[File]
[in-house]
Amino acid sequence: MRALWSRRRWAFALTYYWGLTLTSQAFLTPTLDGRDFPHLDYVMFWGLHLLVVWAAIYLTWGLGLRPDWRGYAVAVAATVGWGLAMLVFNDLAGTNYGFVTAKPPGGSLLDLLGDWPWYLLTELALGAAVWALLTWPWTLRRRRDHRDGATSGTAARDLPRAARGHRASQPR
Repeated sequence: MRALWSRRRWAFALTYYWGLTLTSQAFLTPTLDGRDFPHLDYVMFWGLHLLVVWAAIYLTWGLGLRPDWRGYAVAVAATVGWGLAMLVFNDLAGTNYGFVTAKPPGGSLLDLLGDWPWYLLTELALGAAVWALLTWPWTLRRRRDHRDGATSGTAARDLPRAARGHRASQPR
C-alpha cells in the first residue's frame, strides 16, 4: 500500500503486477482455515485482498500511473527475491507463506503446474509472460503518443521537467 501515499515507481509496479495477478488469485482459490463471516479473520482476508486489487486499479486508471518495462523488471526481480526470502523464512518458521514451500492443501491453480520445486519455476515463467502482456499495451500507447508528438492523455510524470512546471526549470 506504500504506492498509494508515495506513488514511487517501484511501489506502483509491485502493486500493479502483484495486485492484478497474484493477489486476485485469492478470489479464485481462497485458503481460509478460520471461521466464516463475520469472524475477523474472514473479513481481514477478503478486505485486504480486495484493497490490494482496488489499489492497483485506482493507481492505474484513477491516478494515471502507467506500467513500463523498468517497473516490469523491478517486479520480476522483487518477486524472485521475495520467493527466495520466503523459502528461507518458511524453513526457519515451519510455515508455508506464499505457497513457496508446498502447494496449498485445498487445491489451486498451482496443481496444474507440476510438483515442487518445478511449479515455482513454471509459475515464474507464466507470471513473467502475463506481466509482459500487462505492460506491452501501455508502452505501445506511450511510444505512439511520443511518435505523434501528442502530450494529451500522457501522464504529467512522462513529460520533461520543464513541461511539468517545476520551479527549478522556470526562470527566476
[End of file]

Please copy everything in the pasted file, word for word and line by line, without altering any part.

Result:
[in-house]
Amino acid sequence: MRALWSRRRWAFALTYYWGLTLTSQAFLTPTLDGRDFPHLDYVMFWGLHLLVVWAAIYLTWGLGLRPDWRGYAVAVAATVGWGLAMLVFNDLAGTNYGFVTAKPPGGSLLDLLGDWPWYLLTELALGAAVWALLTWPWTLRRRRDHRDGATSGTAARDLPRAARGHRASQPR
Repeated sequence: MRALWSRRRWAFALTYYWGLTLTSQAFLTPTLDGRDFPHLDYVMFWGLHLLVVWAAIYLTWGLGLRPDWRGYAVAVAATVGWGLAMLVFNDLAGTNYGFVTAKPPGGSLLDLLGDWPWYLLTELALGAAVWALLTWPWTLRRRRDHRDGATSGTAARDLPRAARGHRASQPR
C-alpha cells in the first residue's frame, strides 16, 4: 500500500503486477482455515485482498500511473527475491507463506503446474509472460503518443521537467 501515499515507481509496479495477478488469485482459490463471516479473520482476508486489487486499479486508471518495462523488471526481480526470502523464512518458521514451500492443501491453480520445486519455476515463467502482456499495451500507447508528438492523455510524470512546471526549470 506504500504506492498509494508515495506513488514511487517501484511501489506502483509491485502493486500493479502483484495486485492484478497474484493477489486476485485469492478470489479464485481462497485458503481460509478460520471461521466464516463475520469472524475477523474472514473479513481481514477478503478486505485486504480486495484493497490490494482496488489499489492497483485506482493507481492505474484513477491516478494515471502507467506500467513500463523498468517497473516490469523491478517486479520480476522483487518477486524472485521475495520467493527466495520466503523459502528461507518458511524453513526457519515451519510455515508455508506464499505457497513457496508446498502447494496449498485445498487445491489451486498451482496443481496444474507440476510438483515442487518445478511449479515455482513454471509459475515464474507464466507470471513473467502475463506481466509482459500487462505492460506491452501501455508502452505501445506511450511510444505512439511520443511518435505523434501528442502530450494529451500522457501522464504529467512522462513529460520533461520543464513541461511539468517545476520551479527549478522556470526562470527566476